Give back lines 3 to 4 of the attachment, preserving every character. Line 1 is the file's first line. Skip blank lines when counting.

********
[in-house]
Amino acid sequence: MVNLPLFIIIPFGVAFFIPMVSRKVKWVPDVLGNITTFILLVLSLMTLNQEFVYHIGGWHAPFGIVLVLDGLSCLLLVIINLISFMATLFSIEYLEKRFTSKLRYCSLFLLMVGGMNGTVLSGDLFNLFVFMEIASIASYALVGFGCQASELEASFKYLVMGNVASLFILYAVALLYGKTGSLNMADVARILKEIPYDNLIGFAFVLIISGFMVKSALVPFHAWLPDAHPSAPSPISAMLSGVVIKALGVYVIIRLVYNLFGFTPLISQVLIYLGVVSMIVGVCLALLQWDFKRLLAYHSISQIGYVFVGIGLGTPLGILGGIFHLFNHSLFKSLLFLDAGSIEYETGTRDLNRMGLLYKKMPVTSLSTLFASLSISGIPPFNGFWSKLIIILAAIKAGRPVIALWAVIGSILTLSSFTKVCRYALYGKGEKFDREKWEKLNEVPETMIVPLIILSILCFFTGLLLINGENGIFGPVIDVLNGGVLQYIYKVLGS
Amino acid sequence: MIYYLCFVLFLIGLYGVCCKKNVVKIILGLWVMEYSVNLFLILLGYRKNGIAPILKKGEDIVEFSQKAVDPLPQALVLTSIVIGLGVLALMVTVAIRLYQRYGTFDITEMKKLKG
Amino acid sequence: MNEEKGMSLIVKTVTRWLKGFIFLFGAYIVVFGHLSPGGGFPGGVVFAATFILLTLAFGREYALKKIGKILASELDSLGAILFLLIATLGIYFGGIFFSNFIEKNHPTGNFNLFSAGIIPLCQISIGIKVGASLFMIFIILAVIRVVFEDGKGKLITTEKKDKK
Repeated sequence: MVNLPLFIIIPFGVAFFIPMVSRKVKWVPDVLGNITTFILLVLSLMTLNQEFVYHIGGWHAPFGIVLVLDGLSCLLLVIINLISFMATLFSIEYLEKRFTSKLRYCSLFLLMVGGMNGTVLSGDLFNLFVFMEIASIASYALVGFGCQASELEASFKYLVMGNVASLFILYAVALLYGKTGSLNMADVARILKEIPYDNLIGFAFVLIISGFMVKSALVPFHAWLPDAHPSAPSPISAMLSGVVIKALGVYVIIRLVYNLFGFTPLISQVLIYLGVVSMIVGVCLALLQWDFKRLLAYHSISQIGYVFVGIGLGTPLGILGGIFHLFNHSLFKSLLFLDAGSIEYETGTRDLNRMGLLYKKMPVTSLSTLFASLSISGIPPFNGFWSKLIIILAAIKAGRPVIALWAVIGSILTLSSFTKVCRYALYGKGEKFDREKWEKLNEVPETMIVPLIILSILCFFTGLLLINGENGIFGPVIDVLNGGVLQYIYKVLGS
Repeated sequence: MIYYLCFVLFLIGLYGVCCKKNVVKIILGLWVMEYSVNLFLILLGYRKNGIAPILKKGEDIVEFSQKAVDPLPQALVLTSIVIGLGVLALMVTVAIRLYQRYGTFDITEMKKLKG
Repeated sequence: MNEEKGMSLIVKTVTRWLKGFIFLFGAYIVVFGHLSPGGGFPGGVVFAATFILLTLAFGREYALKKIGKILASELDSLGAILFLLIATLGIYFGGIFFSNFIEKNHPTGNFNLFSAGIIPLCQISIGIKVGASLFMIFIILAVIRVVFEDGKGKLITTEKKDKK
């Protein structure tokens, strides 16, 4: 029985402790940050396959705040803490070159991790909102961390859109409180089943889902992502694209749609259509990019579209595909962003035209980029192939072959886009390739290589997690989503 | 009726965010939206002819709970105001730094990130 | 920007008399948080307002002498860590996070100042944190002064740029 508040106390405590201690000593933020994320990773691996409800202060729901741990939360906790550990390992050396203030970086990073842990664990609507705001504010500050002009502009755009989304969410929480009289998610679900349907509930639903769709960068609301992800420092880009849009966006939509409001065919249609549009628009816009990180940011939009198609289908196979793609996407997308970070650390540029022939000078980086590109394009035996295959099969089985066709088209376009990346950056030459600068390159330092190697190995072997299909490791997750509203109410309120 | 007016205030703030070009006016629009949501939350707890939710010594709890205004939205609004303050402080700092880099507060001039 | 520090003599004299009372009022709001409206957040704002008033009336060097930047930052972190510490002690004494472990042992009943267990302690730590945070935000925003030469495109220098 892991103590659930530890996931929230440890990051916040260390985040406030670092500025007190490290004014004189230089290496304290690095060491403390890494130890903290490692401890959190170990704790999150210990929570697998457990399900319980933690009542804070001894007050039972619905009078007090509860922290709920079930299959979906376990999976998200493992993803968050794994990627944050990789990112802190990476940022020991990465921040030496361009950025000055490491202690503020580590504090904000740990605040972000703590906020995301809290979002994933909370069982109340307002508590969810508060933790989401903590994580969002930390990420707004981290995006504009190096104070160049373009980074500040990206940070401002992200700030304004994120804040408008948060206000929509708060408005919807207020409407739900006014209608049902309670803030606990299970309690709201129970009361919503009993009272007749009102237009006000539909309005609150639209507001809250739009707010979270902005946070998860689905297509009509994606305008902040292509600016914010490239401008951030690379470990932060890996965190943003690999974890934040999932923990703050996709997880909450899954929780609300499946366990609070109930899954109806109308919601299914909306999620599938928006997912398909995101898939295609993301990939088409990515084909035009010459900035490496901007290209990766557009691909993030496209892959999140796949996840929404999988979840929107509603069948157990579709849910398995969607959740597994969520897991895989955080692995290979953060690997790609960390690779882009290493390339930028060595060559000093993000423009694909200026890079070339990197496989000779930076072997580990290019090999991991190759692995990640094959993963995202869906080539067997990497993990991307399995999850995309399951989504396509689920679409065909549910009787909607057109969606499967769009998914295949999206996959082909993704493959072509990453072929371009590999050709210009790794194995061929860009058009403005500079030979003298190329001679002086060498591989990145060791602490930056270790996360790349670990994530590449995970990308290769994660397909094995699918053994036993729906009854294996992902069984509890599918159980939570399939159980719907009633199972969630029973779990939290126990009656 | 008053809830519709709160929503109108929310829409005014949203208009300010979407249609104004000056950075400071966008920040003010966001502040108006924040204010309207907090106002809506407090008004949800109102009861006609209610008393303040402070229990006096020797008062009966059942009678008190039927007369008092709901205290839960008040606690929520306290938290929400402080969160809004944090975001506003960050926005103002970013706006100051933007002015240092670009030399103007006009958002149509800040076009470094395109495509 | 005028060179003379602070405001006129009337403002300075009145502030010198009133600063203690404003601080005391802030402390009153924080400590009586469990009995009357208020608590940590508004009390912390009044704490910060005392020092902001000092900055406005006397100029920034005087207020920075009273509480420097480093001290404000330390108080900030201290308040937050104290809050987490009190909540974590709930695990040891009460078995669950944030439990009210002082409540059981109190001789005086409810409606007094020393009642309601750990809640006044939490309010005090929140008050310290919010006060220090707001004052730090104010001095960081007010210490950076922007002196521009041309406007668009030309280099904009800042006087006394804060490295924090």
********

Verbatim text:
Amino acid sequence: MIYYLCFVLFLIGLYGVCCKKNVVKIILGLWVMEYSVNLFLILLGYRKNGIAPILKKGEDIVEFSQKAVDPLPQALVLTSIVIGLGVLALMVTVAIRLYQRYGTFDITEMKKLKG
Amino acid sequence: MNEEKGMSLIVKTVTRWLKGFIFLFGAYIVVFGHLSPGGGFPGGVVFAATFILLTLAFGREYALKKIGKILASELDSLGAILFLLIATLGIYFGGIFFSNFIEKNHPTGNFNLFSAGIIPLCQISIGIKVGASLFMIFIILAVIRVVFEDGKGKLITTEKKDKK